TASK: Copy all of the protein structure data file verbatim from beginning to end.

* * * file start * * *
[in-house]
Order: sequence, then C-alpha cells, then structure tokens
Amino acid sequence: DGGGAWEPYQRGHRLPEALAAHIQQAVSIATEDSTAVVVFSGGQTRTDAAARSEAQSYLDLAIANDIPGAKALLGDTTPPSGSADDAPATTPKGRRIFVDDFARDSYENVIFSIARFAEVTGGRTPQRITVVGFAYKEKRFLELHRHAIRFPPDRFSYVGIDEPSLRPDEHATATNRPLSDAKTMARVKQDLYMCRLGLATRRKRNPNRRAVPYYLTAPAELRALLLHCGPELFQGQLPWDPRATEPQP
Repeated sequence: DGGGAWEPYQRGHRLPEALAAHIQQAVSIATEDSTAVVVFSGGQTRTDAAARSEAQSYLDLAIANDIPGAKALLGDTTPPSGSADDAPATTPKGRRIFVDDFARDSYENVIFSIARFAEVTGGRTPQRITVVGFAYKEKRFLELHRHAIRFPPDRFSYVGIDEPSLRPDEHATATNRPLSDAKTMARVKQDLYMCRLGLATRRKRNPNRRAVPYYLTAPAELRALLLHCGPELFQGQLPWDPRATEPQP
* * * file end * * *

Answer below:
[in-house]
Order: sequence, then C-alpha cells, then structure tokens
Amino acid sequence: DGGGAWEPYQRGHRLPEALAAHIQQAVSIATEDSTAVVVFSGGQTRTDAAARSEAQSYLDLAIANDIPGAKALLGDTTPPSGSADDAPATTPKGRRIFVDDFARDSYENVIFSIARFAEVTGGRTPQRITVVGFAYKEKRFLELHRHAIRFPPDRFSYVGIDEPSLRPDEHATATNRPLSDAKTMARVKQDLYMCRLGLATRRKRNPNRRAVPYYLTAPAELRALLLHCGPELFQGQLPWDPRATEPQP
Repeated sequence: DGGGAWEPYQRGHRLPEALAAHIQQAVSIATEDSTAVVVFSGGQTRTDAAARSEAQSYLDLAIANDIPGAKALLGDTTPPSGSADDAPATTPKGRRIFVDDFARDSYENVIFSIARFAEVTGGRTPQRITVVGFAYKEKRFLELHRHAIRFPPDRFSYVGIDEPSLRPDEHATATNRPLSDAKTMARVKQDLYMCRLGLATRRKRNPNRRAVPYYLTAPAELRALLLHCGPELFQGQLPWDPRATEPQP